Partial Response, Nonresponse, and Relapse With Selective Serotonin Reuptake Inhibitors in Major Depression: A Survey of Current “Next-Step” Practices

Article Abstract

Background: Many patients treated for majordepression require more than one antidepressant trial to achieveor sustain response. However, the literature provides fewtreatment algorithms or effectiveness studies that empiricallysupport “next-step” options available to clinicians. Weconducted a survey of psychiatrists and other medical specialistswho treat depression to ascertain what clinicians actually dowhen faced with patients who suboptimally respond to an adequatecourse of selective serotonin reuptake inhibitor (SSRI) therapy.

Method: Attendees at a psychopharmacology course(N = 801) were queried about their top choices forantidepressant-treatment nonresponders: a minimal responder after4 weeks of adequate SSRI treatment, a partial responder after 8weeks of adequate SSRI therapy, a nonresponder after 8 weeks ofadequate SSRI therapy, and a relapser on long-term SSRImaintenance therapy. Choices included raising the dose,augmenting or combining with another agent, switching to a secondSSRI, or switching to a non-SSRI agent.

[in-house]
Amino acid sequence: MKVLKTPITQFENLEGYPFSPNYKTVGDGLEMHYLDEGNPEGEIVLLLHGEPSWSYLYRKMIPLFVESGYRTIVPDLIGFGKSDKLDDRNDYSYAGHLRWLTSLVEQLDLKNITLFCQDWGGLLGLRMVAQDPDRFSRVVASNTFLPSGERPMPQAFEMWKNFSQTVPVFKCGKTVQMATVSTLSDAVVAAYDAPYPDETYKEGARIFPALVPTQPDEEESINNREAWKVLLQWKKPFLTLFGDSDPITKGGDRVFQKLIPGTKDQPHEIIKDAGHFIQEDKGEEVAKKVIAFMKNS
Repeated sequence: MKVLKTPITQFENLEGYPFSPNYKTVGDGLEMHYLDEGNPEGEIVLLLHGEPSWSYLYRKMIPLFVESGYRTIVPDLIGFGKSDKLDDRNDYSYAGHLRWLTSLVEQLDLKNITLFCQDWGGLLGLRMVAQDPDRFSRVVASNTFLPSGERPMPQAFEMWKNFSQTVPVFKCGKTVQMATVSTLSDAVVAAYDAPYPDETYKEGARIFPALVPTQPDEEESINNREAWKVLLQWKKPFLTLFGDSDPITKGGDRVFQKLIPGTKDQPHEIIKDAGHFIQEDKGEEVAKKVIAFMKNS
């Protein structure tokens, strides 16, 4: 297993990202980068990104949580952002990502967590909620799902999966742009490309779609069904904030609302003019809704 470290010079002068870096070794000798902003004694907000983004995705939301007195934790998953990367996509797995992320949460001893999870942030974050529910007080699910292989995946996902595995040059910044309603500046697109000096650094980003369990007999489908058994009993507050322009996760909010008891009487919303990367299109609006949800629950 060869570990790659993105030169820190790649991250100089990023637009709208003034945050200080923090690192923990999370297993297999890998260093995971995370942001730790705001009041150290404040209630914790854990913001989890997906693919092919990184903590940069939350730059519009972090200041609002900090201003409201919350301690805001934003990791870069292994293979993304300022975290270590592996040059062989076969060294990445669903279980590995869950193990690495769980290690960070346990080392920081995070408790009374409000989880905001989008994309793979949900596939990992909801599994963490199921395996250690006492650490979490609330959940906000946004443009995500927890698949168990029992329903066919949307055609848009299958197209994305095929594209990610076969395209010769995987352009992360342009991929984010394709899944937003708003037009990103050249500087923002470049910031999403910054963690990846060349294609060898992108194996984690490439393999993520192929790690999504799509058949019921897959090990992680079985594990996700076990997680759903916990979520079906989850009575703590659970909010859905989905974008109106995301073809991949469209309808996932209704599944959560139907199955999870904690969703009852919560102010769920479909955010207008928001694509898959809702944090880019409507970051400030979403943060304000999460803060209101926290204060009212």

Results: 432 (54%) of the surveys were returned.Raising the dose was the most frequently reported next-stepstrategy for a patient with minimal response after 4 weeks ofadequate SSRI therapy, partial response after 8 weeks of adequateSSRI therapy, and relapse on long-term SSRI therapy. Switching toa non-SSRI agent was the most frequently chosen option fornonresponders to an adequate trial of SSRI therapy.

Conclusion: Our findings suggest that cliniciansselect different next-step strategies when patients arenonresponders versus when patients are partial responders orrelapsers.

Volume: 61

Quick Links: Depression (MDD)

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